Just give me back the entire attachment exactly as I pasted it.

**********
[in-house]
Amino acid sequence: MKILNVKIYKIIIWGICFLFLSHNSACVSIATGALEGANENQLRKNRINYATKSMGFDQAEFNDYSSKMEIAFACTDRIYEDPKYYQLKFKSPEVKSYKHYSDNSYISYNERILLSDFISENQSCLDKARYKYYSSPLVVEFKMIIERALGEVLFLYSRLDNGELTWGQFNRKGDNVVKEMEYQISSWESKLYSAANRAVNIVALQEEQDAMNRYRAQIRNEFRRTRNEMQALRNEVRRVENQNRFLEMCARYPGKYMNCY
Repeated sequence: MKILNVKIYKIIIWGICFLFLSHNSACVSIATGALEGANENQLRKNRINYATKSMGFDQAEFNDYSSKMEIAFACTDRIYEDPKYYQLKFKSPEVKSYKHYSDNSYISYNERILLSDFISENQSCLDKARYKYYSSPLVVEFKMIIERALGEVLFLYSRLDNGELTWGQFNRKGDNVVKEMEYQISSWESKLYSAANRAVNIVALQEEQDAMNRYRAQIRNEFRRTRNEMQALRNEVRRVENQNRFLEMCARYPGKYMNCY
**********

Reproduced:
[in-house]
Amino acid sequence: MKILNVKIYKIIIWGICFLFLSHNSACVSIATGALEGANENQLRKNRINYATKSMGFDQAEFNDYSSKMEIAFACTDRIYEDPKYYQLKFKSPEVKSYKHYSDNSYISYNERILLSDFISENQSCLDKARYKYYSSPLVVEFKMIIERALGEVLFLYSRLDNGELTWGQFNRKGDNVVKEMEYQISSWESKLYSAANRAVNIVALQEEQDAMNRYRAQIRNEFRRTRNEMQALRNEVRRVENQNRFLEMCARYPGKYMNCY
Repeated sequence: MKILNVKIYKIIIWGICFLFLSHNSACVSIATGALEGANENQLRKNRINYATKSMGFDQAEFNDYSSKMEIAFACTDRIYEDPKYYQLKFKSPEVKSYKHYSDNSYISYNERILLSDFISENQSCLDKARYKYYSSPLVVEFKMIIERALGEVLFLYSRLDNGELTWGQFNRKGDNVVKEMEYQISSWESKLYSAANRAVNIVALQEEQDAMNRYRAQIRNEFRRTRNEMQALRNEVRRVENQNRFLEMCARYPGKYMNCY